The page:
KABUL, Afghanistan — Suicide bombers equipped with explosive vests and guns targeted a British compound in west Kabul on Friday morning, triggering an hours-long gun battle with Afghan security forces and leaving at least eight Afghans dead.
Three foreigners — British and South African teachers and a British bodyguard — were rescued after hiding in a safe room during the attack on the British Council, the British government's international cultural relations arm, British officials said.
Hashmat Stanikzai, the spokesman for the Kabul police department, said that the dead included Afghan police officers, the agency's security guards and two civilians. Eight Afghan police officers were injured.
The Taliban claimed responsibility for the attack, which came on the 92nd anniversary of Afghanistan's independence from Great Britain.
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"This attack is the work of ignorant people who have been caught in the trap of the enemies of Afghanistan and terrorist groups," Afghan President Hamid Karzai said in a statement.
The British foreign minister for the Middle East, Alistair Burt, called the attack "despicable."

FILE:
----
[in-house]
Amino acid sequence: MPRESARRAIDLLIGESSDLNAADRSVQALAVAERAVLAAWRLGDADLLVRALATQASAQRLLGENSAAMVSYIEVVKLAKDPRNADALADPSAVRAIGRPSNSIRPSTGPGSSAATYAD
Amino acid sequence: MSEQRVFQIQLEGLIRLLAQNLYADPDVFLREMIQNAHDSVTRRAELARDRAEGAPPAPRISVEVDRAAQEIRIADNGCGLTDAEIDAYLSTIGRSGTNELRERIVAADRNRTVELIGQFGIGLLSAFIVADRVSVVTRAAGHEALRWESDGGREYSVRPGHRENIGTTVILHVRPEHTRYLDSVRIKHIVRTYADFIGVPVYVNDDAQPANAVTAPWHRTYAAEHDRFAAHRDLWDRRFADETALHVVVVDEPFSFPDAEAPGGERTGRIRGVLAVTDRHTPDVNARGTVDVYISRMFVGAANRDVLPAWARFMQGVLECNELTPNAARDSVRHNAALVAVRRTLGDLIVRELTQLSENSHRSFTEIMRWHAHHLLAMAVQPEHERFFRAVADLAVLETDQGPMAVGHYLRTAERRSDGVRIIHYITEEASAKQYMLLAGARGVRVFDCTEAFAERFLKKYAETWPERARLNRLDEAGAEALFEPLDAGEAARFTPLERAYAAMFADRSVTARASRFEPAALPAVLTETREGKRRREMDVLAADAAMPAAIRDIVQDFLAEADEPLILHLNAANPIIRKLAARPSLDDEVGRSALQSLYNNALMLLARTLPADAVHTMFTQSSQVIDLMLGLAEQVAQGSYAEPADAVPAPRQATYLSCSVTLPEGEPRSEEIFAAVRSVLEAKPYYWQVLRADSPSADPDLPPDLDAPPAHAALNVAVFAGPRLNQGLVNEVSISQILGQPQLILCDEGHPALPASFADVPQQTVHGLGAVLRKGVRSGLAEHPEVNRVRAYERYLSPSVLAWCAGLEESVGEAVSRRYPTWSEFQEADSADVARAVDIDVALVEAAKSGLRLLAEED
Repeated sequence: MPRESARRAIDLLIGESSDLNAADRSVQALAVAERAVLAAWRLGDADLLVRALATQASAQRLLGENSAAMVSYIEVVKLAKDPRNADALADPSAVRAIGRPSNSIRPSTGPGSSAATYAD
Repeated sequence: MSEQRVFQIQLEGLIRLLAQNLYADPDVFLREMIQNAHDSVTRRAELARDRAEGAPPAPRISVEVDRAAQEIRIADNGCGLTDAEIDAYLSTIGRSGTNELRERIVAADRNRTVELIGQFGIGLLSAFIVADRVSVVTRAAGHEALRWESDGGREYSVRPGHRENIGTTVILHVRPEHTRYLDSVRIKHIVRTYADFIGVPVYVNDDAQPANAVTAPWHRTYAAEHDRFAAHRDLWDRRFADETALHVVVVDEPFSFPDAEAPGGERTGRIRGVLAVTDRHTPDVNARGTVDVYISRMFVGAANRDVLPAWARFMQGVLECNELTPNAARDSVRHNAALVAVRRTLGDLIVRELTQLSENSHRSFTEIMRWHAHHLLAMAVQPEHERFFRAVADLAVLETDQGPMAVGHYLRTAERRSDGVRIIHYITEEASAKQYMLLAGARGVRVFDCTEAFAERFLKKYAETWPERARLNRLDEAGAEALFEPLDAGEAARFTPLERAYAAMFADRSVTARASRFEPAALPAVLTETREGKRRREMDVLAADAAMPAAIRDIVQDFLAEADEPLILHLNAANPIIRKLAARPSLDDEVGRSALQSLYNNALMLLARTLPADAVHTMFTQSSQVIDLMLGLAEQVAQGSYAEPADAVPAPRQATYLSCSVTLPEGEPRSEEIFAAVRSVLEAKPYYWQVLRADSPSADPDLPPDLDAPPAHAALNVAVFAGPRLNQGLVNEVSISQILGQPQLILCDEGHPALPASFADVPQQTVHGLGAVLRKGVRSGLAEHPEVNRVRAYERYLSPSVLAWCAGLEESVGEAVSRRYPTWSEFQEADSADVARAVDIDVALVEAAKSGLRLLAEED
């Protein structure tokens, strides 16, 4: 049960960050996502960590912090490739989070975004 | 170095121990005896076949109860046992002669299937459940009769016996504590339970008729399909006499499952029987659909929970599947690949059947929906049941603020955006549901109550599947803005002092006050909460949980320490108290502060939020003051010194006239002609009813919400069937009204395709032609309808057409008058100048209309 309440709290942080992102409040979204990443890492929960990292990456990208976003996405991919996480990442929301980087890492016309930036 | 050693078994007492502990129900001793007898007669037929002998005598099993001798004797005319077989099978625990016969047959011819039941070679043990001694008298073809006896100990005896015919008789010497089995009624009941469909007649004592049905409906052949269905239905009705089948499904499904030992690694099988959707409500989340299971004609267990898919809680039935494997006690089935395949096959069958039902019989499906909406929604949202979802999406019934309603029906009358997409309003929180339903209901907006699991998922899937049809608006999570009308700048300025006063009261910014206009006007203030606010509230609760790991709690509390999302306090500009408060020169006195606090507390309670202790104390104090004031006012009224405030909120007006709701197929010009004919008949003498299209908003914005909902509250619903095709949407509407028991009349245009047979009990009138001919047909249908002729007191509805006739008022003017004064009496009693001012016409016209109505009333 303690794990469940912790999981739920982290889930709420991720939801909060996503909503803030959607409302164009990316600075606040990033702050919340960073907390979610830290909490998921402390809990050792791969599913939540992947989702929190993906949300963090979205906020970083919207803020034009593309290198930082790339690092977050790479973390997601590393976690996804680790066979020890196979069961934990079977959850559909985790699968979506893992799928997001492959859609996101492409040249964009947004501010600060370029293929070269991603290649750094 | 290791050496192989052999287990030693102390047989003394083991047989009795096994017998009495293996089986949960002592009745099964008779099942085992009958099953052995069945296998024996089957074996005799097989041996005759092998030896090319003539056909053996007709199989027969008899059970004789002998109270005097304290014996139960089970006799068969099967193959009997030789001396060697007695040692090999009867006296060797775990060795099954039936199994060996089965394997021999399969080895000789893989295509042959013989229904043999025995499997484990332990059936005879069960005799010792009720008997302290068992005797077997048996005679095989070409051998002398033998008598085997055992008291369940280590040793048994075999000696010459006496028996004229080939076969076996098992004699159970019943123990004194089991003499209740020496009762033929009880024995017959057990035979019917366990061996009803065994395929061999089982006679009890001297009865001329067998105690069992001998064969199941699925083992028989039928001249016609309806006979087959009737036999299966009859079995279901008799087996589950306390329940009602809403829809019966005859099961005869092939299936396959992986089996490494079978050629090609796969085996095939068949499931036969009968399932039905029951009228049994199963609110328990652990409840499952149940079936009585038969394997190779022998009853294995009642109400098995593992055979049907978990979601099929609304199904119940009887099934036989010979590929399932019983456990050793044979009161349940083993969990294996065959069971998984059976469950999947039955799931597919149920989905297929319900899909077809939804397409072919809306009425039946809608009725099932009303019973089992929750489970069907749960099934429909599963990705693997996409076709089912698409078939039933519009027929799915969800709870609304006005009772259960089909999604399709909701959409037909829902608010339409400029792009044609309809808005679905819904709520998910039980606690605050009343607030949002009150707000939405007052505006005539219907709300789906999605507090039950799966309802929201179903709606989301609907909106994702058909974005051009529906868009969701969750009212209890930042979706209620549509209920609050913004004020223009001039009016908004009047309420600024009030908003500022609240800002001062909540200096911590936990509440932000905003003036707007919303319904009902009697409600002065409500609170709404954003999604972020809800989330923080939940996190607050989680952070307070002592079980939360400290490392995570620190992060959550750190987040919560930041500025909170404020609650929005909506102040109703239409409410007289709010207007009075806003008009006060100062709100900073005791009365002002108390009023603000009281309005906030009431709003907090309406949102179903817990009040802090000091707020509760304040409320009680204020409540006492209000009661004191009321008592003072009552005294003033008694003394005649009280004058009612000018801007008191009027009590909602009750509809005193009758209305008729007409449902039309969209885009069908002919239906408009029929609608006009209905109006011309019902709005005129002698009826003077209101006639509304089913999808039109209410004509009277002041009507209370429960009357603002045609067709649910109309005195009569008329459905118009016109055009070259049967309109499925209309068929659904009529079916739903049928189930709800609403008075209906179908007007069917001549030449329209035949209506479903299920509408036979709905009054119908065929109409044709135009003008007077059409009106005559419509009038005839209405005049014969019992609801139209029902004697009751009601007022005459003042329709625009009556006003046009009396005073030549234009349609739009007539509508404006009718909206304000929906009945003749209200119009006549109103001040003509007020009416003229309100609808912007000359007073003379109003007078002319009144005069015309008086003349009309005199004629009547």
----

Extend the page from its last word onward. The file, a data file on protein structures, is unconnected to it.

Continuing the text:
"My thoughts are with those killed and injured and their families and friends, including locals working to protect the British Council building," Burt said in a statement. "It is a sad fact that once again an attack aimed at the international community has killed Afghans."
The attack began when an explosives-filled sedan was detonated at the entrance to the British Council in Karte Parwan, a usually secure residential neighborhood in northwest Kabul that is home to senior government officials.
An adviser to the Afghan interior ministry who was at the scene said that there were four attackers — two who detonated cars at the building's entrance and two others who stormed the compound after the blast. The adviser spoke on condition of anonymity because he wasn't authorized to speak to the media.
The Taliban insurgents who are fighting Afghan and U.S.-led NATO forces described a six-hour battle that "caused heavy losses to foreign and domestic enemies," Zabiullah Mujahid, a spokesman for the insurgent group, said in a statement posted on its website.
A McClatchy Newspapers reporter who visited the site soon after the attack began heard gunfire from inside the compound and saw scattered debris from the car bombs. The area was blocked off by security forces, and NATO helicopters were hovering overhead.
"I prayed early morning and went to bed when I heard the explosion. I thought it is an earthquake — all of the glass of our house broke," said Luful Rehman, 31, a resident who serves in the Afghan army.
Rehman's clothes were bloodstained; he said his 9-year-old niece was injured when glass fragments pierced her arm.
A police officer at the site of the blast, who wasn't authorized to be quoted by name, said that it was a suicide attack. "I saw a flame of fire, and one (piece of) shrapnel hit our vehicle ," he said.